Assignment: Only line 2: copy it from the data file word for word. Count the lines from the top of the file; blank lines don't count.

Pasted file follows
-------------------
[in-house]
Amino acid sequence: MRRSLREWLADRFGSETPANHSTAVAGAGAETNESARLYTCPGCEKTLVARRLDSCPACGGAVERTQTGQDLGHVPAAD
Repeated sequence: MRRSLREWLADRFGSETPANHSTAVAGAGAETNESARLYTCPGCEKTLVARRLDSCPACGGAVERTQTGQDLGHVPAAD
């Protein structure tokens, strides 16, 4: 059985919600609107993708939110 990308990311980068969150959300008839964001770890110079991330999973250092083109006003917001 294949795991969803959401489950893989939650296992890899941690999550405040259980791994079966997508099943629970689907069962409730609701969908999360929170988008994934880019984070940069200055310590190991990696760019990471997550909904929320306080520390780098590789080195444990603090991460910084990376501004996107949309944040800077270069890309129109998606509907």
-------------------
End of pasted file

Amino acid sequence: MRRSLREWLADRFGSETPANHSTAVAGAGAETNESARLYTCPGCEKTLVARRLDSCPACGGAVERTQTGQDLGHVPAAD